Subspace Differential Coexpression Analysis: Problem Definitions and
A General Approach
Gang Fang, Rui Kuang, Gaurav Pandey, Michael Steinbach, Chad L. Myers and Vipin Kumar
Proceedings of the 15th
on Biocomputing, 15:145-156, Jan 2010. (paper, slides)
Also highlighted by RECOMB Satellite Meeting on Systems Biology for oral presentation (video (TBA))
Correspondence: Gang Fang (gangfang cs umn edu)
Last updated: 01/18/2010
Source codes, sample datasets and detailed
instructions : [sdc_0p21.zip (6.87MB)]
Conversion from standard microarray data files to the input format required by the SDC mining algorithm
Mining algorithm: (currently only linux version for now)
An Apriori-based SDC pattern mining algorithm: because of the antimonotonicity of Refined-SDC, given a threshold d, this Apriori-based framework guarantees to discover ALL and ONLY the patterns with RSDC >= d, i.e. with guaranteed power of subspace differential coexpression.
Visualization of SDC patterns as used in the paper
Summarization from a set of patterns to a less redundant set
Conversion of SDC patterns into Cytoscape network format for global visualization of SDC patterns.
Other files and information:
Detailed data information:
The RMA normalized and Combined Gene Expression Data can be downloaded from here: Expression value version (a 169 by 8787 matrix, 8MB), Rank-converted version (a 169 by 8787 matrix, 5MB), Class labels (0: cancer class, 1: normal class) and Gene Symbols. Links to the original formats of the three lung cancer datasets: (Stearman et al. 2005, Su et al. 2007, Bhattacharjee et al. 2001)
The 2622 known cancer-related genes can be downloaded from here: CancerGeneList2622. (This is the union of the two lists respectively downloaded from http://cbio.mskcc.org/cancergenes/Select.action on October 2008 and June 2009)
In this paper, we study methods to identify differential coexpression patterns in case-control gene expression data. A differential coexpression pattern consists of a set of genes that have substantially different levels of coherence of their expression profiles across the two sample-classes, i.e., highly coherent in one class, but not in the other. Biologically, a differential coexpression patterns may indicate the disruption of a regulatory mechanism possibly caused by disregulation of pathways or mutations of transcription factors. A common feature of all the existing approaches for differential coexpression analysis is that the coexpression of a set of genes is measured on all the samples in each of the two classes, i.e., over the full-space of samples. Hence, these approaches may miss patterns that only cover a subset of samples in each class, i.e., subspace patterns, due to the heterogeneity of the subject population and disease causes. In this paper, we extend differential coexpression analysis by defining a subspace differential coexpression pattern, i.e., a set of genes that are coexpressed in a relatively large percent of samples in one class, but in a much smaller percent of samples in the other class. We propose a general approach based upon association analysis framework that allows exhaustive yet efficient discovery of subspace differential coexpression patterns. This approach can be used to adapt a family of biclustering algorithms to obtain their corresponding differential versions that can directly discover differential coexpression patterns. Using a recently developed biclustering algorithm as illustration, we perform experiments on cancer datasets which demonstrates the existence of subspace differential coexpression patterns. Permutation tests demonstrate the statistical significance for a large number of discovered subspace patterns, many of which can not be discovered if they are measured over all the samples in each of the classes. Interestingly, in our experiments, some discovered subspace patterns have significant overlap with known cancer pathways, and some are enriched with the target gene sets of cancer-related microRNA and transcription factors. The source codes and datasets used in this paper are available at http://vk.cs.umn.edu/SDC/ .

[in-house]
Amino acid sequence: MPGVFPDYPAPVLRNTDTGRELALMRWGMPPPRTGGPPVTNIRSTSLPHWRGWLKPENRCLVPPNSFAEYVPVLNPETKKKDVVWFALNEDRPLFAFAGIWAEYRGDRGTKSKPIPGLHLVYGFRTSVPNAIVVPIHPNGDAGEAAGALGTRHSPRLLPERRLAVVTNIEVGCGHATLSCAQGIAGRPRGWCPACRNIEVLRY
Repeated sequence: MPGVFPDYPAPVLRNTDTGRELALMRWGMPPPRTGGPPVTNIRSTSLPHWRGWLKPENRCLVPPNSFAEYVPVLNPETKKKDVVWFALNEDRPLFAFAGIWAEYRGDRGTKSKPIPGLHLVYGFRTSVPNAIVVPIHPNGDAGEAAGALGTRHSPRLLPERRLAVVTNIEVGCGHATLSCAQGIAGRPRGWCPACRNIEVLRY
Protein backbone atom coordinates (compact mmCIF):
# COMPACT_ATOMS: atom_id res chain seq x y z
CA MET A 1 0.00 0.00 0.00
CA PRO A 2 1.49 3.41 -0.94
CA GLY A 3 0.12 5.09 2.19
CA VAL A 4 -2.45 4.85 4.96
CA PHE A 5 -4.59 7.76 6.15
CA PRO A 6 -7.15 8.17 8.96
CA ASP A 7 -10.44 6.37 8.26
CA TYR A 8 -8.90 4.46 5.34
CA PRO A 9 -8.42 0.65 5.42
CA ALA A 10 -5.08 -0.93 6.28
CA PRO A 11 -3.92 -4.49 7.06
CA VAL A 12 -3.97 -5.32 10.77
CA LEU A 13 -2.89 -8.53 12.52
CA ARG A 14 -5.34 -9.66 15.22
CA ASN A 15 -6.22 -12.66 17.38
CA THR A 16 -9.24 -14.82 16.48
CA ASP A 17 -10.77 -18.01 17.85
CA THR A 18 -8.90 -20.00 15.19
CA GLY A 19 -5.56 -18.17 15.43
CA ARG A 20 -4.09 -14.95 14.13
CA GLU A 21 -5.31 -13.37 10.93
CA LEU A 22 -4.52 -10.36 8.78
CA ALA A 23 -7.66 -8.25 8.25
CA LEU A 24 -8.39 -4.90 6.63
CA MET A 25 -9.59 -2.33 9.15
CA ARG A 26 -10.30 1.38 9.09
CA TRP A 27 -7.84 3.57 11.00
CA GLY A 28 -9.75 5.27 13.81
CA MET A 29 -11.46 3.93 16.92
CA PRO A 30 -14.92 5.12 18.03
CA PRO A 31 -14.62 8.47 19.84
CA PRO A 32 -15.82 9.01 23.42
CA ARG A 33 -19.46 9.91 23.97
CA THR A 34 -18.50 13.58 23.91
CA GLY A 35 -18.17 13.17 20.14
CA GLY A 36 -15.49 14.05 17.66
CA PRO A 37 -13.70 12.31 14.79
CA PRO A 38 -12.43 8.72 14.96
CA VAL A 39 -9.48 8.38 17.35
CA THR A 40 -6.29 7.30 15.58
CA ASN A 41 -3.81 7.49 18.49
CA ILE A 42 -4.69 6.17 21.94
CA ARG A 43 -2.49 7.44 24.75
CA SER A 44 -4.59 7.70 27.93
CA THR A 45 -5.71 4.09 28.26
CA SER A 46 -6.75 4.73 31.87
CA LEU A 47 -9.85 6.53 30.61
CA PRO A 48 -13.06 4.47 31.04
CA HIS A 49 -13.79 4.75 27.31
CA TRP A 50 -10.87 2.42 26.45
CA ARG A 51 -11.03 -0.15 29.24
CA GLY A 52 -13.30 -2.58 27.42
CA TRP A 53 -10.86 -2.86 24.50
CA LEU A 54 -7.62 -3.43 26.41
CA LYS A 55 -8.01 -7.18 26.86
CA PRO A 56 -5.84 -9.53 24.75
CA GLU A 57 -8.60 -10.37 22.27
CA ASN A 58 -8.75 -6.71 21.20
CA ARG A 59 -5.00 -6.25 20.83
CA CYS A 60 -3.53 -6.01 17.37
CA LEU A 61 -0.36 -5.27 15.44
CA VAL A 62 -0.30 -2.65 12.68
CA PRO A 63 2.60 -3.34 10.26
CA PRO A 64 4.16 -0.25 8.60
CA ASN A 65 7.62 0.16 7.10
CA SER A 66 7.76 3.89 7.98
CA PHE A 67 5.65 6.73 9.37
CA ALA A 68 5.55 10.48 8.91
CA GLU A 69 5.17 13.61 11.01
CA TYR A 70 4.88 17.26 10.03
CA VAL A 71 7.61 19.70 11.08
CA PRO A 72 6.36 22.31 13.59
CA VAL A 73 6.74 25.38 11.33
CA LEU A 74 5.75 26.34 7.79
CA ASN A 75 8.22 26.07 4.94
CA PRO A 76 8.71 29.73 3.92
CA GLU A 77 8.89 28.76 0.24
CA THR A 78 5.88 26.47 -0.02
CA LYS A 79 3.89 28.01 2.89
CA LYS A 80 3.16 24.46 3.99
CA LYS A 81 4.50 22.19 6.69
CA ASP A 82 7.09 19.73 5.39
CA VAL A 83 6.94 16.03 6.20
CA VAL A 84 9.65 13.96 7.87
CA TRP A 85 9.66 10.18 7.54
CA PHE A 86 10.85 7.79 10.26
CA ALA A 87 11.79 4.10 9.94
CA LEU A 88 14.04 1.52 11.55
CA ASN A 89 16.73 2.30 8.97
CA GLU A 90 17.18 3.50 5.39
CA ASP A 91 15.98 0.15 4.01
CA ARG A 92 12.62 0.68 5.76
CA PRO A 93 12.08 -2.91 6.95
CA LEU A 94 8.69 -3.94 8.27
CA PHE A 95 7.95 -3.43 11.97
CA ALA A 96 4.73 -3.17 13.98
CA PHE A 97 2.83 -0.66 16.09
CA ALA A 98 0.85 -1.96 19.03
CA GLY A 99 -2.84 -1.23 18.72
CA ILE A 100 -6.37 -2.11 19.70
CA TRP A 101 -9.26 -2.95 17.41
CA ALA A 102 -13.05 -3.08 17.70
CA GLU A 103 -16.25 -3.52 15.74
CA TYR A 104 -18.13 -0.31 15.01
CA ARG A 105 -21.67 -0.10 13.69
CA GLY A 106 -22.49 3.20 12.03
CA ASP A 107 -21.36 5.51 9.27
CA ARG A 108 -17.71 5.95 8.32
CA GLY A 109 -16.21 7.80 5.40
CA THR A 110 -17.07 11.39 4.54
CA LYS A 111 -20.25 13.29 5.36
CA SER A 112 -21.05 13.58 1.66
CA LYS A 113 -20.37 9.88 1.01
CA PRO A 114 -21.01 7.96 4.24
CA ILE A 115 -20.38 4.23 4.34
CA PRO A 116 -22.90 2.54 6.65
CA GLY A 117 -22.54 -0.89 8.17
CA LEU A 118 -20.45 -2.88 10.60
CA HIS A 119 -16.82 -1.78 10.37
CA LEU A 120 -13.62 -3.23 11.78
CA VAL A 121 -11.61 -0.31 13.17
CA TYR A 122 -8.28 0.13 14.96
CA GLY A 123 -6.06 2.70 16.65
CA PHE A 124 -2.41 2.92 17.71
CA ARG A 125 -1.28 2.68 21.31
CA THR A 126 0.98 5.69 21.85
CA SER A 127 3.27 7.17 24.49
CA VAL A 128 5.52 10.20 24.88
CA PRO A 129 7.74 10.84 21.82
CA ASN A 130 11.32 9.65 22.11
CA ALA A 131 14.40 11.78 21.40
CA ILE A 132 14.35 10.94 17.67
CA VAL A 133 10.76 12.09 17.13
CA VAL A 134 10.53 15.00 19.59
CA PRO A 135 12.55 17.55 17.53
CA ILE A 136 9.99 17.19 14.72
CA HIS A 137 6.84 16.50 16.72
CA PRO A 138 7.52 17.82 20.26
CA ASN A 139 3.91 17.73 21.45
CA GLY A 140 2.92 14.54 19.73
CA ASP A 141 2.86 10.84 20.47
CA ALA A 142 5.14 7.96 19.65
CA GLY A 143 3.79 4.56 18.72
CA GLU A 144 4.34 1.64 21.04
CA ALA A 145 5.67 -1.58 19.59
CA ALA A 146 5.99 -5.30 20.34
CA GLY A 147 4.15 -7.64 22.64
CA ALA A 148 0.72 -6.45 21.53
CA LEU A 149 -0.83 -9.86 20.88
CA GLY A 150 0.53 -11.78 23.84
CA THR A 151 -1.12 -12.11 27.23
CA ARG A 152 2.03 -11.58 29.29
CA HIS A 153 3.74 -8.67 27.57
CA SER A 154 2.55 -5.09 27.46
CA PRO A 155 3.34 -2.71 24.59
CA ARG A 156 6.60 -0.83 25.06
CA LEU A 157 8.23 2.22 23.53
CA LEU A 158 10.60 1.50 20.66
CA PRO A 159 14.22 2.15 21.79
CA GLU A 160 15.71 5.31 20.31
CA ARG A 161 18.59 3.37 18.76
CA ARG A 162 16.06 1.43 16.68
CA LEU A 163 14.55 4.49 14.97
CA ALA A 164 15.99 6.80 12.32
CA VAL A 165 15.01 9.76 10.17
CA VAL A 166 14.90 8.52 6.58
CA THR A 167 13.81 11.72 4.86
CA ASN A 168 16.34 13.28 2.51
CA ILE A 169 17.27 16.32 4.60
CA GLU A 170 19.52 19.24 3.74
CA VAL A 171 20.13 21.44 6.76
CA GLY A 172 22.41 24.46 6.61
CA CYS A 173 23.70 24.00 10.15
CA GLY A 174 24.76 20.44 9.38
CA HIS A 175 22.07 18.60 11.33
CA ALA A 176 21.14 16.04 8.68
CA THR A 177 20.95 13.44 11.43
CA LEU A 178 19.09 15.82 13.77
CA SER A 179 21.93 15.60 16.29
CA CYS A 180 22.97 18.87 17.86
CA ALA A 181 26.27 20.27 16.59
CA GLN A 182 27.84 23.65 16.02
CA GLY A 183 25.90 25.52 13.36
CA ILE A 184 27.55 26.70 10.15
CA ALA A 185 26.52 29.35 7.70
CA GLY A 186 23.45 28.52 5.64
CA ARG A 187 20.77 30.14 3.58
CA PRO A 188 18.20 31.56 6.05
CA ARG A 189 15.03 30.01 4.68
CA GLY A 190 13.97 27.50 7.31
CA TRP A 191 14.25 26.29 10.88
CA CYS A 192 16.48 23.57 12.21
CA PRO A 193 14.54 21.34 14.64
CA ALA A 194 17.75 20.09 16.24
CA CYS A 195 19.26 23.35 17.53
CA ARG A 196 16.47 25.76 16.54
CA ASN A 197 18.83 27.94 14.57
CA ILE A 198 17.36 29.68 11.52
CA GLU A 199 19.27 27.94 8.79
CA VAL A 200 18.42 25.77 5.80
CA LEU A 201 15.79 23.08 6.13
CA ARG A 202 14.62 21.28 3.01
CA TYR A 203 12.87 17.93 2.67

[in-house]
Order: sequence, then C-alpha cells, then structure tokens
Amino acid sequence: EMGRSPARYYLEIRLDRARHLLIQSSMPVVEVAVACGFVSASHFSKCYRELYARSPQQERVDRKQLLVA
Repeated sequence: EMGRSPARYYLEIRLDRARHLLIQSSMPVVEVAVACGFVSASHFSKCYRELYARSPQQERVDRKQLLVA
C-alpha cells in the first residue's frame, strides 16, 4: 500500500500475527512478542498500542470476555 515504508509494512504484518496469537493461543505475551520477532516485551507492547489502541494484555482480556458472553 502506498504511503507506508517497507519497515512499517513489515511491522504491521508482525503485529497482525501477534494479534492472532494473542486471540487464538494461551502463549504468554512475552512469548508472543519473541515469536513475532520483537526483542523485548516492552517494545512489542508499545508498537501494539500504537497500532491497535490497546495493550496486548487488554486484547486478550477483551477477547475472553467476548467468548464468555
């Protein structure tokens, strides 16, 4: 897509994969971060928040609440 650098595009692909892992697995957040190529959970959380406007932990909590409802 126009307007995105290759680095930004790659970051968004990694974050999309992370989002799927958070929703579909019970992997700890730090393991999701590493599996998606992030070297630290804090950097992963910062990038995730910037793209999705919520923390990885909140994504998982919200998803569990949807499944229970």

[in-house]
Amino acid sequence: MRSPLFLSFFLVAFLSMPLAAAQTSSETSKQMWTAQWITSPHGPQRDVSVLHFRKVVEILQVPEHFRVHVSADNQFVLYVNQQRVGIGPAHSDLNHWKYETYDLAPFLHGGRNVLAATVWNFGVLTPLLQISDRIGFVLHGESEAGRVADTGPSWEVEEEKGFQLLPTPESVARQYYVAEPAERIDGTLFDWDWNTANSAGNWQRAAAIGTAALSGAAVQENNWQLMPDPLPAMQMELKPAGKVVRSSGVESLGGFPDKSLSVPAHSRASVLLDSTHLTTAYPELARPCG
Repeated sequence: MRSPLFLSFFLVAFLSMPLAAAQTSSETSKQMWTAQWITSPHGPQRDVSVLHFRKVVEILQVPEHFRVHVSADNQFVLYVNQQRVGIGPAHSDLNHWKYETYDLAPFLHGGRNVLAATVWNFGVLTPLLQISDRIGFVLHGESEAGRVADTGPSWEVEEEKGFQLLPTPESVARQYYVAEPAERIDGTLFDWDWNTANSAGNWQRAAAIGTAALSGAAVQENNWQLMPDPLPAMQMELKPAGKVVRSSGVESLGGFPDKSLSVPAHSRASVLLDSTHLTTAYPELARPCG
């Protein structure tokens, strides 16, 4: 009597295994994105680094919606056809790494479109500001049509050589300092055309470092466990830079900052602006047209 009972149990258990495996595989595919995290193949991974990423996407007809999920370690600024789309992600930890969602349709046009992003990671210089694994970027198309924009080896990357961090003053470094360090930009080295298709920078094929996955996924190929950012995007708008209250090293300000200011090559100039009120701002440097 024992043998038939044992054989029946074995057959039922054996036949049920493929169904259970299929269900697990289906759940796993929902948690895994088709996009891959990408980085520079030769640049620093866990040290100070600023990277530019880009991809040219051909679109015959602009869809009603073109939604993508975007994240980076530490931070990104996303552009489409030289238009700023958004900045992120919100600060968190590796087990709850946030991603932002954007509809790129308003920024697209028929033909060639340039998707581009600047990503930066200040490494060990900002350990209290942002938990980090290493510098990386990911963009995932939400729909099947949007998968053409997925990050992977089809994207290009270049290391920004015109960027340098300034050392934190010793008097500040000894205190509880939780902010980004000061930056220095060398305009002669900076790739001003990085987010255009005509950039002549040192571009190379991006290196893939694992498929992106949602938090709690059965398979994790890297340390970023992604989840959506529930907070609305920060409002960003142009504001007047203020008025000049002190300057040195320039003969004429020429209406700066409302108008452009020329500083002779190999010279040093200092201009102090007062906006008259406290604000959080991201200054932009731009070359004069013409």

The quantitative enrichment results are here.
In the paper, we discussed the patterns discovered on the rank-converted data, while the patterns discovered on expression value data is presented here.
Parameters details are provided in the
If any questions, please email : Gang Fang, gangfang cs umn edu